R.K. Sarin (Rakesh)
http://repub.eur.nl/ppl/28291/
List of Publicationsenhttp://repub.eur.nl/eur_logo.png
http://repub.eur.nl/
RePub, Erasmus University RepositoryCumulative dominance and probabilistic sophistication
http://repub.eur.nl/pub/23032/
Fri, 01 Sep 2000 00:00:01 GMT<div>R.K. Sarin</div><div>P.P. Wakker</div>
Machina and Schmeidler [Econometrica, 60 (1992) 745–780] gave preference conditions for probabilistic sophistication, i.e. decision making where uncertainty can be expressed in terms of (subjective) probabilities without commitment to expected utility maximization. This note shows that simpler and more general results can be obtained by combining results from qualitative probability theory with a ‘cumulative dominance’ axiom.Dynamic Choice and Nonexpected Utility
http://repub.eur.nl/pub/23086/
Sun, 01 Nov 1998 00:00:01 GMT<div>R.K. Sarin</div>
This paper explores how some widely studied classes of nonexpected utility models could be used in dynamic choice situations. A new "sequential consistency" condition is introduced for single-stage and multi-stage decision problems. Sequential consistency requires that if a decision maker has committed to a family of models (e.g., the multiple priors family, the rank-dependent family, or the betweenness family) then he use the same family throughout. Conditions are presented under which dynamic consistency, consequentialism, and sequential consistency can be simultaneously preserved for a nonexpected utility maximizer. An important class of applications concerns cases where the exact sequence of decisions and events, and thus the dynamic structure of the decision problem, is relevant to the decision maker. It is shown that for the multiple priors model, dynamic consistency, consequentialism, and sequential consistency can all be preserved. The result removes the argument that nonexpected utility models cannot be consistently used in dynamic choice situations. Rank-dependent and betweenness models can only be used in a restrictive manner, where deviation from expected utility is allowed in at most one stage.Revealed Likelihood and Knightian Uncertainty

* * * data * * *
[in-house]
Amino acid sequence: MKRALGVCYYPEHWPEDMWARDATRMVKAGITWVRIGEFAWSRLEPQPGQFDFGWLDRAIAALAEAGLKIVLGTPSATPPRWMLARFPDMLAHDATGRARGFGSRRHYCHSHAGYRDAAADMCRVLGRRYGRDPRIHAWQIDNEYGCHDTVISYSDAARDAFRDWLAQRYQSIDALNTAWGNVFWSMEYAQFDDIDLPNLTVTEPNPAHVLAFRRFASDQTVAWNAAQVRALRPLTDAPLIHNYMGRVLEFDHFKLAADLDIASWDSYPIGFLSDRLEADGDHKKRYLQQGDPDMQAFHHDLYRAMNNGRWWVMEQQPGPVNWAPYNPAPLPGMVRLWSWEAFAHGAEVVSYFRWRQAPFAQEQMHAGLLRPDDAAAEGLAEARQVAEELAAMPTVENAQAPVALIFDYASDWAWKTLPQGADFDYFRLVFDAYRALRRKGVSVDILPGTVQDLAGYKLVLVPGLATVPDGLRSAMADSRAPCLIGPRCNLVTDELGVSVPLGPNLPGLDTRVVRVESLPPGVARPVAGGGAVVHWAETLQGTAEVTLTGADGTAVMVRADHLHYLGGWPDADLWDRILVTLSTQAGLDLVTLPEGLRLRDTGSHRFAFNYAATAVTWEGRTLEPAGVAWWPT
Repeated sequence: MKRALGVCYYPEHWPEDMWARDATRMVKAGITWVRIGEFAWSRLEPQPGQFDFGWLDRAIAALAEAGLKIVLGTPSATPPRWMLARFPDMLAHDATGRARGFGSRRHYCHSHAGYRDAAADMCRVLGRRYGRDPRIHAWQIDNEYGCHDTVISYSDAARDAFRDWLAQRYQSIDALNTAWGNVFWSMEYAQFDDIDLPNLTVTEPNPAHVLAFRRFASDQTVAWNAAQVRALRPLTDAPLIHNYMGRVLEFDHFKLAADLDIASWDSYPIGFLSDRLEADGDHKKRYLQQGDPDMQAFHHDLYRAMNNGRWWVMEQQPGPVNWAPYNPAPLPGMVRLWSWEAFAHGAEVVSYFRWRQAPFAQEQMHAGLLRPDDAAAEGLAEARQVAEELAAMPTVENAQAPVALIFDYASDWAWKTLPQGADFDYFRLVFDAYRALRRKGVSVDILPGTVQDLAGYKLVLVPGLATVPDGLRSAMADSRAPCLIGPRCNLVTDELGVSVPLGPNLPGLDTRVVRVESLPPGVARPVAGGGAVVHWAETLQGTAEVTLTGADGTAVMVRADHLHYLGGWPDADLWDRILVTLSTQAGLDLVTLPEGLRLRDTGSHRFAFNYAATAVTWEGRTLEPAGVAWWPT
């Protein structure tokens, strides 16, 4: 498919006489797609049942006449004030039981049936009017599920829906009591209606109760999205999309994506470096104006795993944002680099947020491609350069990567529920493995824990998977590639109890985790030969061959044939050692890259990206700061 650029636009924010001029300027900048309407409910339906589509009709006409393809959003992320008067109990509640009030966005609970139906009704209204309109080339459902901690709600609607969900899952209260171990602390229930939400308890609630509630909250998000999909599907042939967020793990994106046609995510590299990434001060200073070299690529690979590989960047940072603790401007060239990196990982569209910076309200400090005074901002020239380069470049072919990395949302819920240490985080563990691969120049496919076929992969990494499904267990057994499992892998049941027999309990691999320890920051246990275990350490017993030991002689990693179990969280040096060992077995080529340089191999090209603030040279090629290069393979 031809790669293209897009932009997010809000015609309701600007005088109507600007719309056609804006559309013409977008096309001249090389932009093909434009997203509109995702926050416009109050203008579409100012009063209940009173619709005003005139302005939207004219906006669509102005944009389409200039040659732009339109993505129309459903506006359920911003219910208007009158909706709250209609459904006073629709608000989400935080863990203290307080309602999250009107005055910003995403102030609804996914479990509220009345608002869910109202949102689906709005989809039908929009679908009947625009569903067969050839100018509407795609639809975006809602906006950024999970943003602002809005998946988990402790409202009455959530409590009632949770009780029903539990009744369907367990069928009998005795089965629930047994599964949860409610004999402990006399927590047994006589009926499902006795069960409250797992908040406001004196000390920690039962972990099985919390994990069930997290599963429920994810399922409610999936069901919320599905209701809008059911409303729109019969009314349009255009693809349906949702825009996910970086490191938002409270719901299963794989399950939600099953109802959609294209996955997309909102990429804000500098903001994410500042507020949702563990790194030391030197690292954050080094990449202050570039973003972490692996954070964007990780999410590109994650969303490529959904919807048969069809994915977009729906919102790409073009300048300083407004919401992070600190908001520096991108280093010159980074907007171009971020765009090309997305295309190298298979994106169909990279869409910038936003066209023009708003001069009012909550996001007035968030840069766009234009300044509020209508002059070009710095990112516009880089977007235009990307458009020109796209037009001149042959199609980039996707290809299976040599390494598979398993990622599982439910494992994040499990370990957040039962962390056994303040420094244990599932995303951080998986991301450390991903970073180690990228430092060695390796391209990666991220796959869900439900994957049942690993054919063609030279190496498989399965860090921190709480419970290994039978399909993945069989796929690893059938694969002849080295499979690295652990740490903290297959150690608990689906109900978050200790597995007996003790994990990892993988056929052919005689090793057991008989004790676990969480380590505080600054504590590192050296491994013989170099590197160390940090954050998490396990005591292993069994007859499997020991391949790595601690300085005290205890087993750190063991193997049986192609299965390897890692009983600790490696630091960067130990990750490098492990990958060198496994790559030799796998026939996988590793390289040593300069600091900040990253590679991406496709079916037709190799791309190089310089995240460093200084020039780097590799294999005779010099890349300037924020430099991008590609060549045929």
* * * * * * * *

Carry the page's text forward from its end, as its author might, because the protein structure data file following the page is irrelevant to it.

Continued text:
http://repub.eur.nl/pub/23085/
Fri, 01 May 1998 00:00:01 GMT<div>R.K. Sarin</div><div>P.P. Wakker</div>
Nonadditive expected utility models were developed for explaining preferences in settings where probabilities cannot be assigned to events. In the absence of probabilities, difficulties arise in the interpretation of likelihoods of events. In this paper we introduce a notion of revealed likelihood that is defined entirely in terms of preferences and that does not require the existence of (subjective) probabilities. Our proposal is that decision weights rather than capacities are more suitable measures of revealed likelihood in rank-dependent expected utility models and prospect theory. Applications of our proposal to the updating of beliefs and to the description of attitudes towards ambiguity are presented.A Single-Stage Approach to Anscombe and Aumann's Expected Utility
http://repub.eur.nl/pub/23088/
Tue, 01 Jul 1997 00:00:01 GMT<div>R.K. Sarin</div><div>P.P. Wakker</div>